This supermarket sells only wasted food
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Food waste is a big deal: According to the United Nations' Food and Agriculture Organization, 28 percent of the world's agriculture area is used to produce food that ultimately goes to waste each year. But now, writes Feargus O'Sullivan for CityLab, a new supermarket stocked only with wasted food is tackling the problem head-on.
The project is an outgrowth of British non-profit the Real Junk Food Project, reports O'Sullivan. The group has long collected wasted food for pay-as-you-can cafÇs around the world, but its supermarket in Pudsey takes the concept one step further. The market takes food that's donated by local restaurants and grocery stores and puts it on shelves to sells to customers who pay what they can.
As Hazel Sheffield reports for The Independent, the store is already serving as a lifeline for families who are down on their luck. It's kind of like a food pantry, but has no restrictions on who gets the food. And the concept is not a new one: as Sheffield wrote in another report this month, the idea has taken off in Denmark, too, due to a government initiative to reduce the country's volume of wasted food.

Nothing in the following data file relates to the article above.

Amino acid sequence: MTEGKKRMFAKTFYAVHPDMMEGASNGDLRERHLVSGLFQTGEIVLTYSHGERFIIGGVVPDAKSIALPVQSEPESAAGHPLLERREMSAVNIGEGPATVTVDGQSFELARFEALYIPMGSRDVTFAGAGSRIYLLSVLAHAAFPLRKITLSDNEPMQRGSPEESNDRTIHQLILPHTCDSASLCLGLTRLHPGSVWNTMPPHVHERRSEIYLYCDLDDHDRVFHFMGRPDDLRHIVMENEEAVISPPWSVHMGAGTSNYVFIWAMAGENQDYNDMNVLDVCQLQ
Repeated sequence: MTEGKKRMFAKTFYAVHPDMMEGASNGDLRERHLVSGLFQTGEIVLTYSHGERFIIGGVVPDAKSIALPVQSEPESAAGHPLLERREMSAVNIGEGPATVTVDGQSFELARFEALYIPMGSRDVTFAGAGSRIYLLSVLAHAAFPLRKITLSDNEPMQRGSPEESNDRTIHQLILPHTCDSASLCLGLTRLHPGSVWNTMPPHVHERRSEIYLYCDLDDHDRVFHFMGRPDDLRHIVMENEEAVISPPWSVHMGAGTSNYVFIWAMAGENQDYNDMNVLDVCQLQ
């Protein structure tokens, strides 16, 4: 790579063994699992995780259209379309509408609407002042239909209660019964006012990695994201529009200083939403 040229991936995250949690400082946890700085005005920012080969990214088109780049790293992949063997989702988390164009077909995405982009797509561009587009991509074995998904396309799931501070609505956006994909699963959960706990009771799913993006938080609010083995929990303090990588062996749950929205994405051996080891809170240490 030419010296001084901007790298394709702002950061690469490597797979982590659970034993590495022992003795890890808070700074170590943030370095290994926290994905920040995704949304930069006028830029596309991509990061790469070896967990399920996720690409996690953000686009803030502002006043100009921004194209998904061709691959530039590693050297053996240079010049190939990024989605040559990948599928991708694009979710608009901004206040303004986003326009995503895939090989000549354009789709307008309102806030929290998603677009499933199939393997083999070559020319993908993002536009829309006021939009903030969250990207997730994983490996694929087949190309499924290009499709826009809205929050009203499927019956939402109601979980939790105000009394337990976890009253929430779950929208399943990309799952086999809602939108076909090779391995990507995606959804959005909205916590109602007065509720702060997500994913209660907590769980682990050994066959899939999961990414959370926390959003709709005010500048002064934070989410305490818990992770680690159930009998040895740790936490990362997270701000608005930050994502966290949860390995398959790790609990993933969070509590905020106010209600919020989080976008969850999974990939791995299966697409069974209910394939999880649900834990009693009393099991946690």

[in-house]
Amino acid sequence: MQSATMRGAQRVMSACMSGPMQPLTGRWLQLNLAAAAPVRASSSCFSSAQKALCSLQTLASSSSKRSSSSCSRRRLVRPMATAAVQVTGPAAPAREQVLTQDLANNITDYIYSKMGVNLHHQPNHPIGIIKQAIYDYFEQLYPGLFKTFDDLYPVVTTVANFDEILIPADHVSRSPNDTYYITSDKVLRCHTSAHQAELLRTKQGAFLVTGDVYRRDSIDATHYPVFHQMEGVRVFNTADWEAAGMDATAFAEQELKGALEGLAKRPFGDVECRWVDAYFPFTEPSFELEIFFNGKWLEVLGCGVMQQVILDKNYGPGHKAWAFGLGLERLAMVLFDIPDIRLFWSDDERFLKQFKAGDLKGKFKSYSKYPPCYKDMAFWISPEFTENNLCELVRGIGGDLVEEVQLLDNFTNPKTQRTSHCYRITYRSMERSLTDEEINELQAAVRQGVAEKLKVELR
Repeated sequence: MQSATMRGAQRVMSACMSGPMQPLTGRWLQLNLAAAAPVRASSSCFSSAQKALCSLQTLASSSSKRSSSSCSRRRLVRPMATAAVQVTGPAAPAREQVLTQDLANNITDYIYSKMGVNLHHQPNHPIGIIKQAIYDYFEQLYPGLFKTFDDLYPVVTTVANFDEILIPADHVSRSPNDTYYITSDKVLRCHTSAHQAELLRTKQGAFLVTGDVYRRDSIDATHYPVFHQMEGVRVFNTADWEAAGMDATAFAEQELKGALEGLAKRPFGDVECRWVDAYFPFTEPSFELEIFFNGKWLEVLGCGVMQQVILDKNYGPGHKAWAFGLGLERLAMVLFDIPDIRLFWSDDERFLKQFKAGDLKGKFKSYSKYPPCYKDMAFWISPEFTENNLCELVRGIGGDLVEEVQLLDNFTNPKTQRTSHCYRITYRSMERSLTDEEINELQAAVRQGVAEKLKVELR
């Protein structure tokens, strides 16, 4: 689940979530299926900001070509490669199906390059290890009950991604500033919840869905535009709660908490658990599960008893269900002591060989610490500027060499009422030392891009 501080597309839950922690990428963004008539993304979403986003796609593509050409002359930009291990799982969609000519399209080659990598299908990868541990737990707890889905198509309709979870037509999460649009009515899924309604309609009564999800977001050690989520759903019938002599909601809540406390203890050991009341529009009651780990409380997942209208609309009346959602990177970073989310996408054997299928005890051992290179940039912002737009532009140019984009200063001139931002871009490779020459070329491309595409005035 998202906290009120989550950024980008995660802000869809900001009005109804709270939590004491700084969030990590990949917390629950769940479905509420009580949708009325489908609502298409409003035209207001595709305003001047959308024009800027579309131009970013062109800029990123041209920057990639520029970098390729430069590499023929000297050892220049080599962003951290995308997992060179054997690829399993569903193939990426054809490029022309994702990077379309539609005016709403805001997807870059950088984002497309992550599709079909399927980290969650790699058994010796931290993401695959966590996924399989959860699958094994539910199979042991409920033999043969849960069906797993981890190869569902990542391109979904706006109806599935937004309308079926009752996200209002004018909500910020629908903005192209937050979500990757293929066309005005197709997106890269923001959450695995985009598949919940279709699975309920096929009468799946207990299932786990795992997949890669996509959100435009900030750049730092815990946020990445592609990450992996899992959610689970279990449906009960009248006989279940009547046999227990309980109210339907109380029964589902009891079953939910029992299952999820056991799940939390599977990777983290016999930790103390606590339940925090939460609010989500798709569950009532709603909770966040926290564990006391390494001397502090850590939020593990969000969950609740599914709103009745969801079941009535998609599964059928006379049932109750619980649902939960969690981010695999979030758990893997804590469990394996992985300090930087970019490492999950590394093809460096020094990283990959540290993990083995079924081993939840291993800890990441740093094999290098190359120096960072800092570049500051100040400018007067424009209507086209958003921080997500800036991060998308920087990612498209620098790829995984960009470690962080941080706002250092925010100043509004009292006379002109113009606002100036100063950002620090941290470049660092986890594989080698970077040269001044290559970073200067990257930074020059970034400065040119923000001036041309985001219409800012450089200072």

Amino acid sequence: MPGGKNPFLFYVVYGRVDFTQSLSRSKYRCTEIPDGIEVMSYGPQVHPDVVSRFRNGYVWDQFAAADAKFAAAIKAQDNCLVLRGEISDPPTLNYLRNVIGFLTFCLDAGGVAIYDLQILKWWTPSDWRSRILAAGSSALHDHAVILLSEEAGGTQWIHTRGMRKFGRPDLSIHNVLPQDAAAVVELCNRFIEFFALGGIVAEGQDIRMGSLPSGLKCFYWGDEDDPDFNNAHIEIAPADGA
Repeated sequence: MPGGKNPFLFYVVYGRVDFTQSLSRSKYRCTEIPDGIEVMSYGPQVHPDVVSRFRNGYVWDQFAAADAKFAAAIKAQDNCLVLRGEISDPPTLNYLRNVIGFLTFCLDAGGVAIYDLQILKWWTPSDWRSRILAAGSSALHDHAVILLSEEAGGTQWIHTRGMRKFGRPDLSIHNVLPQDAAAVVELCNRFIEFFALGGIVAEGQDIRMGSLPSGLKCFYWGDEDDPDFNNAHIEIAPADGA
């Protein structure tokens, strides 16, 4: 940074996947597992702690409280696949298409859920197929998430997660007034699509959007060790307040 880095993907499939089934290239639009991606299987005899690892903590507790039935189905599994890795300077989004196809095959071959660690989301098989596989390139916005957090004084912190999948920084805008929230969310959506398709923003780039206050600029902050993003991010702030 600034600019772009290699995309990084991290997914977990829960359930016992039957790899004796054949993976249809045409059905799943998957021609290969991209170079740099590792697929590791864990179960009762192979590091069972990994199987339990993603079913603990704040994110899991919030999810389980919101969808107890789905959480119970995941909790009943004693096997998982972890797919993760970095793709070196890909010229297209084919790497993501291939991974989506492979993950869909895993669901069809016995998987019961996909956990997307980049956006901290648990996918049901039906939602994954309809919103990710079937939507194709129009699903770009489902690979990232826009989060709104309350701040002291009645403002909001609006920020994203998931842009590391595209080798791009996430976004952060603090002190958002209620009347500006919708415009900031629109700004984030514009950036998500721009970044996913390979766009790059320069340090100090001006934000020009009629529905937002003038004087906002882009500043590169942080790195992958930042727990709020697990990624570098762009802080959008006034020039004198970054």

Last year, the USDA launched its first-ever food waste reduction goal, aiming to reduce the amount of wasted food by 50 percent by 2030. The agency estimates that cutting just 15 percent of this waste in the United States would provide enough food for more than 25 million Americans per year. And hunger isn't the only reason to reduce food waste: As Ben Schiller notes for FastCo, wasted food has a carbon dioxide impact equal to the output of one in four cars on the road worldwide and consumes a quarter of the world's freshwater and 300 million barrels of oil each year.
So why do grocery stores toss up to ten percent of all wasted food? The USDA notes that dented and damaged packaging, products that haven't been stored properly, holiday specialties that are never purchased, overstocked foods and weird-looking, misshapen foods account for the waste. In some countries, like France, it's even illegal for grocery stores to throw out food-rather, they must donate their wasted goods to charity or to the poor.
Food waste supermarkets aren't the only weapon in the fight against waste: From activists working to improve the cachet of strange-looking fruits and veggies to craft beers made of wasted products like stale bread and grapefruit, there are plenty of creative ways to buy and eat food that would otherwise be thrown out. Maybe it's time to bring the food waste supermarket concept to the United States-a delicious addition to the smorgasbord of ways not to trash perfectly good meals.